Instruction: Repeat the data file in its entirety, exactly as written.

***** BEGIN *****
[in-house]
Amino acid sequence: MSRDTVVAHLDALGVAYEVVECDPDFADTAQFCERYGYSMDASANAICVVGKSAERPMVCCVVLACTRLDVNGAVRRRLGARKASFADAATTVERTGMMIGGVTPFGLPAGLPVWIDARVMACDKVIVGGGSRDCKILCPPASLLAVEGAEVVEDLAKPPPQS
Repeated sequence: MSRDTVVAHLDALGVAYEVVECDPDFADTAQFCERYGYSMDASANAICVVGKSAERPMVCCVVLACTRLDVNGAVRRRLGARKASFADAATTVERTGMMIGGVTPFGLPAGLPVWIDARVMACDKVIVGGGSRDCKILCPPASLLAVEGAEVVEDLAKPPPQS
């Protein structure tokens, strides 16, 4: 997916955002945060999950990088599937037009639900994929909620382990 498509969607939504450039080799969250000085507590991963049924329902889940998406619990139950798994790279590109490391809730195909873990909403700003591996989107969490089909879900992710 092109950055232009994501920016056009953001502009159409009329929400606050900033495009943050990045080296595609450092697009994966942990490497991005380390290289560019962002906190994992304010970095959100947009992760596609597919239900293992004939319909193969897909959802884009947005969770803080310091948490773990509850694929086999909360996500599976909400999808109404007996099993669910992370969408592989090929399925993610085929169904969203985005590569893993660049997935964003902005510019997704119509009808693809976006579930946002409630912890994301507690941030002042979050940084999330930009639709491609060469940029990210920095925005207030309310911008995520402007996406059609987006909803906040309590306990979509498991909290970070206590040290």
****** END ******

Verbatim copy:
[in-house]
Amino acid sequence: MSRDTVVAHLDALGVAYEVVECDPDFADTAQFCERYGYSMDASANAICVVGKSAERPMVCCVVLACTRLDVNGAVRRRLGARKASFADAATTVERTGMMIGGVTPFGLPAGLPVWIDARVMACDKVIVGGGSRDCKILCPPASLLAVEGAEVVEDLAKPPPQS
Repeated sequence: MSRDTVVAHLDALGVAYEVVECDPDFADTAQFCERYGYSMDASANAICVVGKSAERPMVCCVVLACTRLDVNGAVRRRLGARKASFADAATTVERTGMMIGGVTPFGLPAGLPVWIDARVMACDKVIVGGGSRDCKILCPPASLLAVEGAEVVEDLAKPPPQS
């Protein structure tokens, strides 16, 4: 997916955002945060999950990088599937037009639900994929909620382990 498509969607939504450039080799969250000085507590991963049924329902889940998406619990139950798994790279590109490391809730195909873990909403700003591996989107969490089909879900992710 092109950055232009994501920016056009953001502009159409009329929400606050900033495009943050990045080296595609450092697009994966942990490497991005380390290289560019962002906190994992304010970095959100947009992760596609597919239900293992004939319909193969897909959802884009947005969770803080310091948490773990509850694929086999909360996500599976909400999808109404007996099993669910992370969408592989090929399925993610085929169904969203985005590569893993660049997935964003902005510019997704119509009808693809976006579930946002409630912890994301507690941030002042979050940084999330930009639709491609060469940029990210920095925005207030309310911008995520402007996406059609987006909803906040309590306990979509498991909290970070206590040290």